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Otley's Dunnies cafe set to make way for care home
Otley’s “iconic” Dunnies cafe looks certain to be demolished after serving the town for nearly 90 years.
The fate of the business seems sealed following a successful appeal by the developer, who wants to knock it down and build a nearby home for the elderly.
A planning inspector’s decision in favour of Gladman Care Homes – dashing the hopes of campaigners fighting to keep the cafe – means its 48 flat scheme can now proceed.
Reaction in Otley has been mixed, with many bemoaning the prospect of losing what has been a popular riverside destination for cyclists, motorcyclists and walkers since 1925.
Relief has been expressed too, though, that an “eyesore” – the long derelict former All Saints Middle School site and its Bridge Street annexe – will finally be cleaned up.
Councillor Colin Campbell (Lib Dem, Otley & Yeadon) said: “I am disappointed the inspector has agreed to the building of a large, unsuitable building in this important riverside location.
“It will mean the loss of Dunnies, an iconic Otley landmark, but on the positive side it means the old derelict school building will finally be demolished.”
Otley Town Councillor Carl Morris (Lab, Manor) said: “I’m glad the care home is going ahead, as the old school site is an eyesore and desperately needs developing, but it’s a great shame Otley will lose Dunnies.
“To be honest, though, I’ve never been convinced with the idea of rebuilding Dunnies as a new stone cafe. Rebuilding it wouldn’t have saved Dunnies, it would just have created a completely different cafe without the same sentimental attachment.
“So while it’s sad the owners want to sell up and retire, I would say ‘thanks for all the butties and good luck’.”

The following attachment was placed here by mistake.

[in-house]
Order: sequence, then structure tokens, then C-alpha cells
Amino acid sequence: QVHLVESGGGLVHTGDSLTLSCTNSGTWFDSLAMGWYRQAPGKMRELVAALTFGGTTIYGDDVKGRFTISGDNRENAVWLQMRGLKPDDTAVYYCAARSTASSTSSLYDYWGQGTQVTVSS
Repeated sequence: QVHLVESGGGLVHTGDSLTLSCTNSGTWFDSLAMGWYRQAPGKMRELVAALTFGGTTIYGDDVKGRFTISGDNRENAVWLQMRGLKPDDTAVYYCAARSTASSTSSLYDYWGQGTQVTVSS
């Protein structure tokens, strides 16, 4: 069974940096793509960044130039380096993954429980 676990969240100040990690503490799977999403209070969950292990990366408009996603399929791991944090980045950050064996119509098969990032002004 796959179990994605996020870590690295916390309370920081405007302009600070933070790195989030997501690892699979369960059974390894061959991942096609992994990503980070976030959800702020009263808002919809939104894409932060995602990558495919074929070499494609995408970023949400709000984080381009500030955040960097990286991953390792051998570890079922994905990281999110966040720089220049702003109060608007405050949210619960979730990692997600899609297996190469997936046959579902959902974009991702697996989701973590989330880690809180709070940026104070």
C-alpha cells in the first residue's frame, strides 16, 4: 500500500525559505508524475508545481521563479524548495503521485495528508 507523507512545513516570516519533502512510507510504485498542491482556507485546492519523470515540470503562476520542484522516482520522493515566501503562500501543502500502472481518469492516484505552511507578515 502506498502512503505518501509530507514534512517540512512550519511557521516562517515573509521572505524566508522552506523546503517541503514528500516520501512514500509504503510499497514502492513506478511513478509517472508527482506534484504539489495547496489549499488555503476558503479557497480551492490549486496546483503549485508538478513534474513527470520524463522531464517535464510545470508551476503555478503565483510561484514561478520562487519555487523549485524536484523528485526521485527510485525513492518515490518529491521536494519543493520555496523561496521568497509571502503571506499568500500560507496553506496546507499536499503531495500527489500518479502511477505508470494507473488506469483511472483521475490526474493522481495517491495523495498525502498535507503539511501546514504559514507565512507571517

Otley’s MP Greg Mulholland (Lib Dem, Leeds North West), however, who backed a bid by resident Richard Davies to have the cafe listed as an Asset of Community Value (ACV), is vowing to fight on.
He said: “It is wrong that a planning inspector has made a decision when there is an asset of community value application pending.
“That is simply not acceptable and undermines the whole initiative and the community right to bid, laid down in the Localism Act. Even at this late stage, I urge Gladman to sit down and discuss the possibility of incorporating a new stone built cafe into their plans to ensure this facility is preserved with the benefits it provides to local tourism and to the community.”
While accepting that the new development would “introduce a substantial building”, the inspector concluded that the care home – which will have two, three and four-storey elements – would not be out of keeping.
He also decided that it would not cause “any significant harm”, in terms of its scale or overlooking issues, for nearby properties.
Referring to the calls to save Dunnies, he added: “It is evident the café is highly regarded as something of a local institution by walkers, bikers and cyclists.”
He added: “The loss of the café/newsagent premises would not be sufficient justification for the scheme to be refused.”
The inspector listed 26 conditions Gladman will have to meet, which include starting work on the home within three years and using natural stone and slate for its walls and roof.
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